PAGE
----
UK registers budget surplus but inflation fuels debt costs

The UK had its first monthly budget surplus since the start of the pandemic but rising inflation caused debt interest payments to surge, official figures showed.

Public sector accounts excluding public sector banks showed a surplus of £2.9bn in January, the Office for National Statistics said. The surplus was less than the £3.5bn forecast by economists and the government’s fiscal watchdog.

The ONS said the figure represented £5.4bn less borrowing than a year earlier and an £8.6bn increase in tax receipts to £91.6bn. Government spending rose £0.5bn to £76.3bn as rising inflation caused debt interest payments to increase £4.5bn to £6.1bn.

Interest payments were higher than the £3.6bn predicted by the Office for Budget Responsibility, the government’s fiscal forecaster.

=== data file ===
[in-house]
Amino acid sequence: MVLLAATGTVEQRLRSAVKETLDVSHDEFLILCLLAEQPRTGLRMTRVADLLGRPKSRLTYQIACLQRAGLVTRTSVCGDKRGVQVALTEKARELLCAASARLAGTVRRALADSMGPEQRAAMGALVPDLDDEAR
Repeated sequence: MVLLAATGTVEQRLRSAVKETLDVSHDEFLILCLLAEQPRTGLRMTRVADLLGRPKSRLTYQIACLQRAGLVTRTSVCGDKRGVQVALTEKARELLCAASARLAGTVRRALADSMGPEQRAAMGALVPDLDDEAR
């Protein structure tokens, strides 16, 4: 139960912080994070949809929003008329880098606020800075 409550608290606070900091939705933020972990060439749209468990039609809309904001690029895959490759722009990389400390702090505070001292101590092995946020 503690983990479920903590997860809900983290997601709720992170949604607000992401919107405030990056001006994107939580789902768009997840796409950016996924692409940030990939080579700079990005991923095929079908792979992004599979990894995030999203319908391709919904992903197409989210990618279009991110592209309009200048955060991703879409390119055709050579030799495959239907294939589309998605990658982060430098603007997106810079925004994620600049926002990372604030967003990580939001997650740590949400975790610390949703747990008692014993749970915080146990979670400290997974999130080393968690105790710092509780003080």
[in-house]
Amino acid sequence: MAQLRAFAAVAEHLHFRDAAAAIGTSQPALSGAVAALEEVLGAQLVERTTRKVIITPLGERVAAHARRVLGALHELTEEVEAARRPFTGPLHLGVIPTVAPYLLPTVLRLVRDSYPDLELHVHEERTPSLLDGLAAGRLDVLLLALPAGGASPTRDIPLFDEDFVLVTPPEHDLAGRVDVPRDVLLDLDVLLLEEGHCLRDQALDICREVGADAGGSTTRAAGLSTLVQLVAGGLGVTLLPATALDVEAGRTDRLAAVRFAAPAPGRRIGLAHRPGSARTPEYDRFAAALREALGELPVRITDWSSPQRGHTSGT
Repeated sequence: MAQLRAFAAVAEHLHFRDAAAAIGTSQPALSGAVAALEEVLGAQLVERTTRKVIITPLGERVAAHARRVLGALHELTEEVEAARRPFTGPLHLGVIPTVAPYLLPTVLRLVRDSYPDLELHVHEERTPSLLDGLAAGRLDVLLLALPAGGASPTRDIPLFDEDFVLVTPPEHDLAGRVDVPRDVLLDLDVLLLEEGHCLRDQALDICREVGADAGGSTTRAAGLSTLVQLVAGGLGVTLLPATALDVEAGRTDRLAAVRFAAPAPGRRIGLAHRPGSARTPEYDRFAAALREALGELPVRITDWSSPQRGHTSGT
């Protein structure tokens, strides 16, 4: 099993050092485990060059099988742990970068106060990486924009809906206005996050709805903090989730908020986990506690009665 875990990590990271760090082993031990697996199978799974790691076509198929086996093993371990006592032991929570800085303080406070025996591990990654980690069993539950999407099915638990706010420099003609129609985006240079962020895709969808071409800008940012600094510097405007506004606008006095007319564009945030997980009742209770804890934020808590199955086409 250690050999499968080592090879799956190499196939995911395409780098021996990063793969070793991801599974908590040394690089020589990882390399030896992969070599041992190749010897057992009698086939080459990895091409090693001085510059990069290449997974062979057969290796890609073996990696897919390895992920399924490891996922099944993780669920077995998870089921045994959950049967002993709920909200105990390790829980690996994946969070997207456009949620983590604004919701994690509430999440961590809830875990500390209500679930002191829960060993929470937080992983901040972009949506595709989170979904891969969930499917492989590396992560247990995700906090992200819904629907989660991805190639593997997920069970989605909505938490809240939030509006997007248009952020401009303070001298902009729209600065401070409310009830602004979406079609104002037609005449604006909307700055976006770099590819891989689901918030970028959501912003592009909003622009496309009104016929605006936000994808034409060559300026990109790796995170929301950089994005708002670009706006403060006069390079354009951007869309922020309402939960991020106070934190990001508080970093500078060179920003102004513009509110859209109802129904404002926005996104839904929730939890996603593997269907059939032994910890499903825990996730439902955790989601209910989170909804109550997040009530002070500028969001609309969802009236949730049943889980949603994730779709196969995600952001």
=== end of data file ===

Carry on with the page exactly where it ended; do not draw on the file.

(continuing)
Bethany Beckett, a UK specialist at Capital Economics, said:

“With inflation set to keep rising until April, higher debt interest costs are likely to mean borrowing keeps overshooting the OBR’s forecast in the coming months. We expect the combination of higher inflation and interest rates to keep pushing borrowing above the OBR’s forecast in the coming months.”

The government borrowed about £400bn during the pandemic to support households and businesses as revenue was hit by economic inactivity during lockdowns. That caused the public finances to register a deficit for two years. The surplus in January 2022 was still £7bn lower than two years earlier before Covid-19 began to hit the UK’s economy.

Chancellor Rishi Sunak said:

“We provided unprecedented support throughout the pandemic to protect families and businesses and it has worked but our debt has increased substantially and there are further pressures on the public finances, including from rising inflation.

“Keeping the public finances on a sustainable path is crucial so we can continue helping the British people when needed, without burdening future generations with high debt repayments.”

 

FEBRUARY 22, 2022
(IFA Magazine)

Story originally appeared on fca.org.uk

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